I didn’t use the same digital pins as the LEDs because they are inversed to each other.  

The LEDs get power from the Arduino, that means when the digital pin is HIGH (1) it has +5v on the line and the LED lights up.

The relay commands are the opposite to this and the relay is switched with the IN pin is set LOW (0).


The relays default state is to connect COM to NC (normally closed), this is also done by setting the relays IN pin HIGH.  

This is a safety feature in-case you Arduino looses power it turns off all the relay switches.  

To change the relays state so NO (Normally Open) the pin is set to LOW.


I have some 12v DC lights that I want to activate like LEDs as a VU meter.

To do that I connect the lights power line to the 4 Relay board relay Com connector and

the line to the lights connects to the relays NO connector.  The NC connect is left empty.


Example of connecting Lights to the relays.





Code: Available with purchase




Other Details:

Specification of 4 Relay board:

Equipped with high-current relay, AC250V 10A ; DC30V 10A

Support 5V voltage

Independent wiring in contact area , safe and reliable

Standard interface that can be expanded in a variety of development boards

Equipped with screw holes for easy installation

Applicable to a variety of platforms including   Arduino / AVR / ARM

Size: 7 X 4.9 X1.8 (high) cm


Schematic Diagram:



More information about relays:


Tips on working with AC power:   … IT IS DANGEROUS !!!...    

Only work with AC if you really know what your doing, it can kill.



Step 2: Interfacing the relay modules to the Arduino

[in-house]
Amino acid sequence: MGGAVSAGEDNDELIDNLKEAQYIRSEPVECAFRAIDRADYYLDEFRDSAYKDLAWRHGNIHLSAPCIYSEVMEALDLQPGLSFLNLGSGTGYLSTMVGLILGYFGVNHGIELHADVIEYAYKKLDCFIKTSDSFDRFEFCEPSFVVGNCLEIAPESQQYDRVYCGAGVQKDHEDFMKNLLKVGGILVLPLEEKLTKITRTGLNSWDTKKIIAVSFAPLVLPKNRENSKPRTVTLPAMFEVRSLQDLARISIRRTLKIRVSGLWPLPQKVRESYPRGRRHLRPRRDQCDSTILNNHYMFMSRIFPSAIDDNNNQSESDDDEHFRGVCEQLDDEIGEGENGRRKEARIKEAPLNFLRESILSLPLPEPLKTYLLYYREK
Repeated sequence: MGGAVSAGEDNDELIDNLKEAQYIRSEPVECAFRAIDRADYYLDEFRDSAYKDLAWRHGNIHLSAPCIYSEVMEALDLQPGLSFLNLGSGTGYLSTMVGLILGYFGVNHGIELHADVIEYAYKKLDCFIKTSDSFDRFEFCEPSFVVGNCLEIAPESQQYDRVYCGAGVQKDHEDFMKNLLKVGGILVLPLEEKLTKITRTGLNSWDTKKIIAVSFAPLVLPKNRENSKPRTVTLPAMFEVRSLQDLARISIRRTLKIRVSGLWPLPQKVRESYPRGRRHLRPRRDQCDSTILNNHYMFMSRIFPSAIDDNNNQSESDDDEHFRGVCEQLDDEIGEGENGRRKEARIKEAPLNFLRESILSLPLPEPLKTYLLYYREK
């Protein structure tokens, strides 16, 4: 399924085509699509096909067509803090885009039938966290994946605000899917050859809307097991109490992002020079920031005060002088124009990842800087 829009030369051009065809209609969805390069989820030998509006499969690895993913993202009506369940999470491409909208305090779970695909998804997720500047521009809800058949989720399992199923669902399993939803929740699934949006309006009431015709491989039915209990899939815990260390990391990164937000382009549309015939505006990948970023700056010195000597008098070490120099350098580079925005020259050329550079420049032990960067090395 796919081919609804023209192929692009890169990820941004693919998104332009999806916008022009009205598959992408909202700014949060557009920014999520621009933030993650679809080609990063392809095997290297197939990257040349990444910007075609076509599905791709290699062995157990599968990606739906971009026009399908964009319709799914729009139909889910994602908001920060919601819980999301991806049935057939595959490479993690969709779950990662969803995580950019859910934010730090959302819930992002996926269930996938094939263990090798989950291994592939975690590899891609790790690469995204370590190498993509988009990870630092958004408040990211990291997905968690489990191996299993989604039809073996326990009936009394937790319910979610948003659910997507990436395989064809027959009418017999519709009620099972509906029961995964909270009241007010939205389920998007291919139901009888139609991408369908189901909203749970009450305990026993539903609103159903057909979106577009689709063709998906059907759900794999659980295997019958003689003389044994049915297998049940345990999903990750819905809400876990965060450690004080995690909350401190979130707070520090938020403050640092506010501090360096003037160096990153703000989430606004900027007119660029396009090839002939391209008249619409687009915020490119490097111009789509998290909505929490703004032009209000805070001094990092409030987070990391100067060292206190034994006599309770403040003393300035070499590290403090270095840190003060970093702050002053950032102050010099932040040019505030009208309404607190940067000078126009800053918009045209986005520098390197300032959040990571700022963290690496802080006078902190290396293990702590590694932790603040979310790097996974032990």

Relays work on electromagnetism, When the Relay coil is energized it acts like a magnet and changes the position of a switch. The circuit which powers the coil is completely isolated from the part which switches ON/OFF, This provides electrical isolation. This is the reason we can control a relay using 5V's from an arduino and the other end of it could be running an 230V appliance, the 230V end is completely isolated from the 5V arduino circuitry.

To connect the 4 Relay board to an Arduino is very easy and allows you to turn on and off an wide range of devices, both AC and DC. The first to connections are the ground and power pins,  You need to connect the Arduino +5v to the 4 Relay board VCC pin and the Arduino ground to the 4 Relay board GND pin.  Then it’s a only a matter of just connecting the communication pins, labeled IN1, IN2, IN3 and IN4, two 4 data pinson the Arduino.In the example code below we used Arduino pins 7, 8 , 9, 10.  Its a good idea to avoid using Data pins 0 and 1 as they are used by the Arduino for serial communication and can cause problems when uploading code to the Arduino.